02 July 2016

Discoveries Among Benedictine Books



In the last few weeks I’ve made a happy series of discoveries about connections between some of my books. I’ll begin with the series of histories of English monasticism and religious orders by Dom David Knowles, which my dear friend, the old Ochlophobist, sent to me a few weeks ago. I began slowly reading the first of these upon receipt—The Monastic Order in England: A History of Its Development from the Times of St Dunstan to the Fourth Lateran Council, 943-1216 (Cambridge: Cambridge U, 1950)—and there are still three more to go: The Religious Orders in England, Vols. 1-3.

A footnote at the bottom of the first page of The Monastic Order in England made an intriguing reference to a work I had been rather mildly interested in for some years: ‘For a general view of Benedictine history, polity and life Abbot [Cuthbert] Butler’s Benedictine Monachism (1919; 2 ed. 1927) stands in a class by itself.’ [1] Thus it was that during my solitary sojourn on the campus of the University of Oklahoma a few weeks ago, I was excited to discover a copy of the second edition of Abbot Butler’s work in the old stacks of the Bizzell Library. This copy was a later reprint featuring a foreword by Dom David Knowles, and it was this forward that determined me on acquiring the book for myself. Knowles writes of Benedictine Monachism: ‘It was accepted at once as being, what it still remains, the best historical and analytical survey of Benedictine life in the English language, or indeed in any language, even if we may go to others for a fuller historical account or for a more adequate definition of the monastic spiritual ideal.’ [2]

Having received a copy in the mail earlier this week, I have begun reading it for myself. It is in this way that I made two more fun discoveries.

First, I learned from the second footnote of chapter II that Abbot Butler is responsible for the article on monasticism (and, according to a footnote on p. 16, an article on ‘Basilian monks’ as well!) in the 11th edition of the Encyclopaedia Britannica (1911), which rests on the shelf just a few feet away from me. I have not yet read these articles, but I now intend to.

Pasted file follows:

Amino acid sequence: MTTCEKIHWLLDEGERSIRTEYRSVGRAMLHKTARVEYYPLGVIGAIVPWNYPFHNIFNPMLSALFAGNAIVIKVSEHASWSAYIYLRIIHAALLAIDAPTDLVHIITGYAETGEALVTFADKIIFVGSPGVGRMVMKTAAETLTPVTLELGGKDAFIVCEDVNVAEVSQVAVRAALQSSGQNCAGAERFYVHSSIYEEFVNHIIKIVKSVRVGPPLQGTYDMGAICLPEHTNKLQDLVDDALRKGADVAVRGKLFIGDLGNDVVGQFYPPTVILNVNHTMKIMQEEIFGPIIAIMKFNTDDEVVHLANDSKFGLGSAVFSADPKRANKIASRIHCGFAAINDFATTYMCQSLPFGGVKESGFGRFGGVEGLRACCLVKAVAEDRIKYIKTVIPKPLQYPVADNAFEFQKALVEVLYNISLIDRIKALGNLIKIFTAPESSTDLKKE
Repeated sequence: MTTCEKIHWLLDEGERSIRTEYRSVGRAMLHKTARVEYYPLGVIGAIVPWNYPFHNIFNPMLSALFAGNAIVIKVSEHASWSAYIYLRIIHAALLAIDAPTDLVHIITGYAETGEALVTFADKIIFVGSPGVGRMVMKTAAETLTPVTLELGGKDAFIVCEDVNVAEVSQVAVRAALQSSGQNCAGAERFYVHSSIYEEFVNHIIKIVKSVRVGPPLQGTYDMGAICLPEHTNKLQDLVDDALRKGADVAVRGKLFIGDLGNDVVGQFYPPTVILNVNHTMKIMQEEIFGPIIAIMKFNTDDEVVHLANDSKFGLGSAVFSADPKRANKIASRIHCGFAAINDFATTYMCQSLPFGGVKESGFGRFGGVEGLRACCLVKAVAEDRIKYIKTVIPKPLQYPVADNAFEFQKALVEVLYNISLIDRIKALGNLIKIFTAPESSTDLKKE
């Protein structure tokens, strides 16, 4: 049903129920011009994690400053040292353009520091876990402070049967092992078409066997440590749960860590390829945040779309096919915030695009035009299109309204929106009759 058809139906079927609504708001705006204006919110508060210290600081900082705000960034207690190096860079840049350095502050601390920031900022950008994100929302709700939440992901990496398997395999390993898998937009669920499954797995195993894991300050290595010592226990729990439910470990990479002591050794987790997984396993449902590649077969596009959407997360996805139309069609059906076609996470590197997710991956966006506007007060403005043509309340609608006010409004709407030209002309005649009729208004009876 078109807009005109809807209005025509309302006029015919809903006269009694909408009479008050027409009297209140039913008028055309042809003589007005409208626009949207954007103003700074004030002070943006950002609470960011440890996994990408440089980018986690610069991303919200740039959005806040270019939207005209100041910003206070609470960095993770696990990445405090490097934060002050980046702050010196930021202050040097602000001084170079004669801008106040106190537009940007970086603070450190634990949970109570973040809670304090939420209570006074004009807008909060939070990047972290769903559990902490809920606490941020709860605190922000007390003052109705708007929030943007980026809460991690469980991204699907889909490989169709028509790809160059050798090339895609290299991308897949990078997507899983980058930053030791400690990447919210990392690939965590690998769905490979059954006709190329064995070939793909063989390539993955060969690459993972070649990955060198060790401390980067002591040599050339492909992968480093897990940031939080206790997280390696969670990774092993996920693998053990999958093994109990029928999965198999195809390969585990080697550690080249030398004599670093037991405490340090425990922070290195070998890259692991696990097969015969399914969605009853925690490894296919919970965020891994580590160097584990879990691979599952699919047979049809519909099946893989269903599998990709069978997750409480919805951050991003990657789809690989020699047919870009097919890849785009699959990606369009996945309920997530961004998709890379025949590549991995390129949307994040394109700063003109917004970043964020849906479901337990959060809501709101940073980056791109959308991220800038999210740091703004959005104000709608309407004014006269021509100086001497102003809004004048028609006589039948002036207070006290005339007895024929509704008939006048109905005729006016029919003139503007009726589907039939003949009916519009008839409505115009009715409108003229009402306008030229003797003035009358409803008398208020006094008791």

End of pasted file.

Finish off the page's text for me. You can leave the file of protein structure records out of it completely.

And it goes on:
But second, at the bottom of the very same page where Butler references his own EB 11 article, he also writes:

If it be desired to control what is here set forth by reference to historians of monasticism who stand outside the movement and criticize it from an independent standpoint, no better books in English can be recommended than those of Hannay and Workman, mentioned in the List of Works. [3]

Upon turning to the List of Works, which immediately precedes the beginning of chapter I, I found this:

It will be of interest to name also two writers who view monasticism from outside with a critical though not unfriendly eye; they both write with wide and accurate knowledge of the literature, old and new, and with sympathetic understanding: James O. Hannay (clergyman of the Church of Ireland), The Spirit and Origin of Christian Monasticism (1903); Herbert B. Workman, Principal of the Westminster Training College (Wesleyan), The Evolution of the Monastic Ideal (1913). Both books are frequently referred to in these pages. [4]

Although I had never heard of Hannay’s work, I immediately realised that although I had not recognised his surname, Workman’s Evolution of the Monastic Ideal was familiar to me as a book I had purchased in paperback reprint several years ago for just a few dollars (and which, embarrassingly, I have also not yet read!).

But the final discovery really brought a smile. The forward to my reprint of The Evolution of the Monastic Ideal was written by none other than Dom David Knowles, OSB! [5]


[1] Dom David Knowles, The Monastic Order in England: A History of Its Development from the Times of St Dunstan to the Fourth Lateran Council, 943-1216 (Cambridge: Cambridge U, 1950), p. 3, n. 1.

[2] Dom David Knowles, Foreword, Benedictine Monachism: Studies in Benedictine Life & Rule, by Dom Cuthbert Butler (NY: Barnes & Noble, 1961), no page number.

[3] Dom Cuthbert Butler, Benedictine Monachism: Studies in Benedictine Life & Rule, by Dom Cuthbert Butler (NY: Barnes & Noble, 1961), p. 11.

[4] Ibid., no page number.

[5] Dom David Knowles, Foreword, The Evolution of the Monastic Ideal from the Earliest Times Down to the Coming of the Friars: A Second Chapter in the History of Christian Renunciation, by Herbert B. Workman (Boston: Beacon Press, 1962), 13 pages, unnumbered.

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